Coronavirus Vaccine Maker CEO Warns That COVID-19 Will Be Around ‘Forever’
Stephane Bancel, who is CEO of COVID-19 vaccine manufacturer Moderna, made a grim-sounding prediction on Wednesday, January 13, that the coronavirus is "not going away," and that we will have to live with it "we think, forever."
However, his words, which were delivered during a panel discussion at a health conference, aren't really quite as dire as they seem. Bancel's forecast is in agreement with expert opinion that the virus will become endemic, meaning it will be present at all times, but probably at lower levels and risk than it is now.
As stated by the U.K.’s chief scientific advisor, Patrick Vallance, back in October, only one human disease has ever been completely eradicated due to a highly effective vaccine: smallpox.
He didn't think the same thing would happen with COVID-19; rather, he opined that the virus would circulate and take on an endemic profile that would resemble more like an ordinary seasonal flu.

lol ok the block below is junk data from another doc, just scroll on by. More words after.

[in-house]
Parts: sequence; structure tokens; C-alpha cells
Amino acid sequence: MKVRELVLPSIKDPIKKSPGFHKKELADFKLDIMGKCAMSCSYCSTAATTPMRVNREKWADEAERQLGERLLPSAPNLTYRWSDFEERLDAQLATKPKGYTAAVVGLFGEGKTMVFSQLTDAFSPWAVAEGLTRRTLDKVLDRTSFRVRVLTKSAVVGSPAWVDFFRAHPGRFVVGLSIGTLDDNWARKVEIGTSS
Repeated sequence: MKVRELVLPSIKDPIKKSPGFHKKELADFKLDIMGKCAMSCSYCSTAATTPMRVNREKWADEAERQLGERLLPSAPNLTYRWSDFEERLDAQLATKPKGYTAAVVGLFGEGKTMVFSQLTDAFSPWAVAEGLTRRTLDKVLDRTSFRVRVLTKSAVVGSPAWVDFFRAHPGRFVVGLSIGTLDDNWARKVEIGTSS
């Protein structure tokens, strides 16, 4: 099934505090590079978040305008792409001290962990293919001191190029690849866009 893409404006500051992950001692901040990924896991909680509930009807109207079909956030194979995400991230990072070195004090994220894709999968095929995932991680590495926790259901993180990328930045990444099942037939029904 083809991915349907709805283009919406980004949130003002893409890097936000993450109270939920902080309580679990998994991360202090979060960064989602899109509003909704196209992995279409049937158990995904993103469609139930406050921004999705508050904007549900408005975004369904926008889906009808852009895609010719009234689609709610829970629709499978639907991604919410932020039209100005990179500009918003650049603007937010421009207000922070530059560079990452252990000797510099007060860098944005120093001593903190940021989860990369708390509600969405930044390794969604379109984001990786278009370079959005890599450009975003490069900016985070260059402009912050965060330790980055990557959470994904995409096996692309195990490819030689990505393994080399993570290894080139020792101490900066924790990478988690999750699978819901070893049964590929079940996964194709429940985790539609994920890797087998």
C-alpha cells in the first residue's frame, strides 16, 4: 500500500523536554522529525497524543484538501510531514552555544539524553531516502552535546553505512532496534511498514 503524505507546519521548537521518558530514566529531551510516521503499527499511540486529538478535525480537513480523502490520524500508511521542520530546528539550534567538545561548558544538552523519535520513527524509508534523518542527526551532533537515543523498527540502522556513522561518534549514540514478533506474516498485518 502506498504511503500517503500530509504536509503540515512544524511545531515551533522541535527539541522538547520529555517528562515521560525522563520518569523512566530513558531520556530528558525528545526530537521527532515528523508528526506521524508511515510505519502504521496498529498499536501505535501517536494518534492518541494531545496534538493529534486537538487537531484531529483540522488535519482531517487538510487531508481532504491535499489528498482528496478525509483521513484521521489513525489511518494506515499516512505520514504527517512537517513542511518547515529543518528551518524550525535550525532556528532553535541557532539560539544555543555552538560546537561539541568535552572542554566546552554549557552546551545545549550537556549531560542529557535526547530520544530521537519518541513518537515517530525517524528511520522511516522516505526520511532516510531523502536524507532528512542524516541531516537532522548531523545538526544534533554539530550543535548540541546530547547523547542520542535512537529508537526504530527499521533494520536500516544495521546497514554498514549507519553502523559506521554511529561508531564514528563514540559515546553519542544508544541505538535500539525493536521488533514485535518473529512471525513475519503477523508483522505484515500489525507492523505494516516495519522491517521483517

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“Clearly as management becomes better, as you get vaccination which would decrease the chance of infection and the severity of disease... this then starts to look more like an annual flu than anything else, and that may be the direction we end up going,” he explained.
At any rate, experts will need to closely monitor variant strains of the virus as they potentially develop. So far, the variant B.1.1.7 was discovered in the U.K.; it's able to to infect people more quickly, and is believed to have led to the infection spike overseas.
Cases of this strain have been detected in several states across America, but it's currently unclear if there is a novel USA version.
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At the start of 2021, the White House coronavirus task force made note of the rising spread following the holiday season, and urged a plan of action to get more Americans vaccinated as fast as possible, whatever resources it takes to do so.
Moderna's vaccine is cleared by the Food and Drug Administration be given to Americans over the age of 18. Additional studies still need to be conducted before it is declared safe for children.